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Album Review: Mors Principium Est – Embers of a Dying World

Though originally a Finland-born group, Mors Principium Est has been one of the last few decades’ foremost carriers of the Swedish “Gothenburg sound” of melodic death metal. Though in more recent years the band’s lineup has seen the addition of a few non-Scandinavian members, the pulse-pounding rhythms and razorblade pedal-note riffage hasn’t changed. The band’s latest effort, Embers of a Dying World, releases to the rest of the world on February 10th, having enjoyed an early release in Japan on January 25th.

Fans have come to rely on Mors Principium Est for their consistent quality and highly melodic sensibilities. The band specializes in taking the Gothenburg sound – which many believe to have already given everything it can to the world – and proving that there is still plenty of life left in the tried-and-true style. As such, those who are familiar with the band’s previous efforts will find themselves quite comfortable on this year’s entry, though that is not to say that the band doesn’t have a few surprises this time around.

Programmed orchestral elements have always been featured on Mors Principium Est’s albums to varying degrees, but on Embers, there does seem to be slightly more emphasis placed on the grandiose. The intro to the album offers a cinematic buildup to the lead single “Reclaim the Sun”, which features an intense pre-chorus which punctuates itself with massive orchestral stabs. Some tracks relegate the orchestral layer to the back to act as more of a texture, while others such as “Apprentice of Death” introduce the main hook on classical instruments before diving into neck-crushing territory. As a consequence of this, however, the album does seem to favor the more deliberate, mid-tempo headbanger over blazing speed metal rippers such as previous tracks “Wrath of Indra” or “Departure”. In fact, the lack of such standouts does hinder Embers, despite the band’s unquestionably solid songwriting throughout.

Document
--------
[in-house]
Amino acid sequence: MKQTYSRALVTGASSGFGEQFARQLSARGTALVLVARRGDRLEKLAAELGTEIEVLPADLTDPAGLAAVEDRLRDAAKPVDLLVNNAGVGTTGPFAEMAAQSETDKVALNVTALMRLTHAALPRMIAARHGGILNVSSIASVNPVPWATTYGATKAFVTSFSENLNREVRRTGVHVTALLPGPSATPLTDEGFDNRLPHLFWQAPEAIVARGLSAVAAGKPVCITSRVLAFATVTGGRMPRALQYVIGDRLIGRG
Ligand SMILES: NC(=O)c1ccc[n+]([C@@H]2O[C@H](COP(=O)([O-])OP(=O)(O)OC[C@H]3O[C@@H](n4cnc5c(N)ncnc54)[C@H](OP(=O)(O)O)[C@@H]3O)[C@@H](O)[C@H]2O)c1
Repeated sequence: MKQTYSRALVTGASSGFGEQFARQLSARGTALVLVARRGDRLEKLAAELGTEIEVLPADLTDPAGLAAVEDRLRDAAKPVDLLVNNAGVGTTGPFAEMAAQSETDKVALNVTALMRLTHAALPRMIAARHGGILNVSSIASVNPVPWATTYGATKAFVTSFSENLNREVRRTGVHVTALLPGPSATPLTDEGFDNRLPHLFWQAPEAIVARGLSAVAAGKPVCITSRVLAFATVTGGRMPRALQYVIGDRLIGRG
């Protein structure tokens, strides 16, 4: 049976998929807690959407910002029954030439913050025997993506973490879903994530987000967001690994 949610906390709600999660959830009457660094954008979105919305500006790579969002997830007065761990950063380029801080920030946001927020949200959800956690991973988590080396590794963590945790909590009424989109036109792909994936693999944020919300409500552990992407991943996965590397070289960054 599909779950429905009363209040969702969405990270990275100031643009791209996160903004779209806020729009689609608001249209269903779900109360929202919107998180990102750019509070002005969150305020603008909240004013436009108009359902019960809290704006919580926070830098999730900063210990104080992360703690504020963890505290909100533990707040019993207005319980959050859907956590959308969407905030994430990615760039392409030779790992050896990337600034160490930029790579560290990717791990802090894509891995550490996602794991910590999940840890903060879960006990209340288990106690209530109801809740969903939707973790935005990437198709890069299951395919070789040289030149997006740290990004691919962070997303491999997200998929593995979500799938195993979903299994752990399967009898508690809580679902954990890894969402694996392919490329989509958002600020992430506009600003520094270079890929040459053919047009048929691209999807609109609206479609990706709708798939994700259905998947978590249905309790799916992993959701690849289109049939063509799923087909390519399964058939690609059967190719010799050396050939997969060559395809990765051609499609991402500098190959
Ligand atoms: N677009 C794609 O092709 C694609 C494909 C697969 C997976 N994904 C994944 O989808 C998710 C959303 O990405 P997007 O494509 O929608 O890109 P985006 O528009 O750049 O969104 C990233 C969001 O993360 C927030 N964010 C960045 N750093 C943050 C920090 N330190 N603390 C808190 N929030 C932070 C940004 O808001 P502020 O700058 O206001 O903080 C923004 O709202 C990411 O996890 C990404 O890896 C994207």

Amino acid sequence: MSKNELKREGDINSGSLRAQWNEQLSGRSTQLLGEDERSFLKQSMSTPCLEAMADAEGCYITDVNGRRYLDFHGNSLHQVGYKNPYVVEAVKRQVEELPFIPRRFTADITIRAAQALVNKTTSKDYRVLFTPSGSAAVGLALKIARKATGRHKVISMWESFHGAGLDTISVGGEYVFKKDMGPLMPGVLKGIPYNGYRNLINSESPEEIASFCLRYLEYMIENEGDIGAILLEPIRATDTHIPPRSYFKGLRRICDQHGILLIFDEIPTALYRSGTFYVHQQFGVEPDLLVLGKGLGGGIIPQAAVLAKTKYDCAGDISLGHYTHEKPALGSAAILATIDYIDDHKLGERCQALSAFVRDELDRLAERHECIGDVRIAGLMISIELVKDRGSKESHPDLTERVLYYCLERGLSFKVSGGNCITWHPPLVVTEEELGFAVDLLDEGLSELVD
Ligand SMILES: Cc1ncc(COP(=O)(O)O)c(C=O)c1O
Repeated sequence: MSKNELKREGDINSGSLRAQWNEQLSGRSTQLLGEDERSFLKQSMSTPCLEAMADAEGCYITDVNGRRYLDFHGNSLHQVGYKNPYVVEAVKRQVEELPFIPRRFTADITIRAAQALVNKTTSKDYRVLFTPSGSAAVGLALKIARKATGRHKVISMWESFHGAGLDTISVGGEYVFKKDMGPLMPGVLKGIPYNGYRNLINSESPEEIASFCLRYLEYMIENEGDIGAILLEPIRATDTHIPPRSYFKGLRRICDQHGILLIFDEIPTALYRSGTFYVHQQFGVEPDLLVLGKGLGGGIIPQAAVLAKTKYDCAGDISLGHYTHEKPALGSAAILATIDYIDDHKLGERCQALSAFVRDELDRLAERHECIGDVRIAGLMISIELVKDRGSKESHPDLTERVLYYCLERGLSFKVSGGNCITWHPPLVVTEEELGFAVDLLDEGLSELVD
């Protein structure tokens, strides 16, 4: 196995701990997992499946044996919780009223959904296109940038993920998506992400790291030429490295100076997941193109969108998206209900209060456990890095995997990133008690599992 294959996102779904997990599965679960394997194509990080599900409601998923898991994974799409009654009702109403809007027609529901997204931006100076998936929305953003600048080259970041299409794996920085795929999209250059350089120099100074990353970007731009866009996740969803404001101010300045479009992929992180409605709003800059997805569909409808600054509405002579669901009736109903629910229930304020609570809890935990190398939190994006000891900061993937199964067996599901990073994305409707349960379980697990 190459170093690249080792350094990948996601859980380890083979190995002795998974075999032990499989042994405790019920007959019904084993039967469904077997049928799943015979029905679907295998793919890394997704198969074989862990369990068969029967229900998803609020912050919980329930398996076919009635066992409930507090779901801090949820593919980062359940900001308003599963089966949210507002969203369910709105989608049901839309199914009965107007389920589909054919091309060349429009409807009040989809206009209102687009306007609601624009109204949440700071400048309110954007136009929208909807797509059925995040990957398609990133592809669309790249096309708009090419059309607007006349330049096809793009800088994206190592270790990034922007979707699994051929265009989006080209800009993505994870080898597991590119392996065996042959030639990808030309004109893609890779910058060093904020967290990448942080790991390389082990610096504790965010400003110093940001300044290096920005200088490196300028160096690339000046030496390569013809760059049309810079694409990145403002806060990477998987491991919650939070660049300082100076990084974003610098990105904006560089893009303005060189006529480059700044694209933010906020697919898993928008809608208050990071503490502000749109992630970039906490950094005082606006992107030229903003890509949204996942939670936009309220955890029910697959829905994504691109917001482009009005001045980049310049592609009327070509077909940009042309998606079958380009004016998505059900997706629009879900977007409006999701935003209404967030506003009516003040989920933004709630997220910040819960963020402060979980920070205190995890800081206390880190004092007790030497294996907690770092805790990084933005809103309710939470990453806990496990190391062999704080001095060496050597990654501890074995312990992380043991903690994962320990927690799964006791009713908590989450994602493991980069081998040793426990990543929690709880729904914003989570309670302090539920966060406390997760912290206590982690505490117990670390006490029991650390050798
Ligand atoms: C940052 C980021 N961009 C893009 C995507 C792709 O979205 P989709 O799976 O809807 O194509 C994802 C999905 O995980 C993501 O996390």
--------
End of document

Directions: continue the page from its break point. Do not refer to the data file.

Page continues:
One of the album’s standout tracks comes halfway through the record in the form of the song “Death is the Beginning” – which, interestingly enough, is also the English translation of the band’s Latin name. An immensely emotional ode and as close to a ballad as these metalheads could feasibly stray, the song treats listeners to a wonderfully melodic lead guitar hook and a gorgeous guest vocal performance. The song explores a welcome, vulnerable side of Mors Principium Est that the shredders rarely touch upon, and it certainly leaves a lasting impression for this reason.

Overall, Embers of a Dying World is a steadfast addition to a long catalog of high-quality melodeath. The growls, riffs, and blast beats that fans have come to love are all present here, with ample helpings of epic orchestration to boot. Though the lack of any new signature thrash-fests does prevent the album from topping some of their previous efforts, it earns more than enough points for taking a few worthwhile detours and backing up every song with clean production, memorable melodies, and plenty of Scandinavian fire.

Visit Mors Principium Est and order the new album at their website here.


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About Matthew Scott

Norse god of metal.

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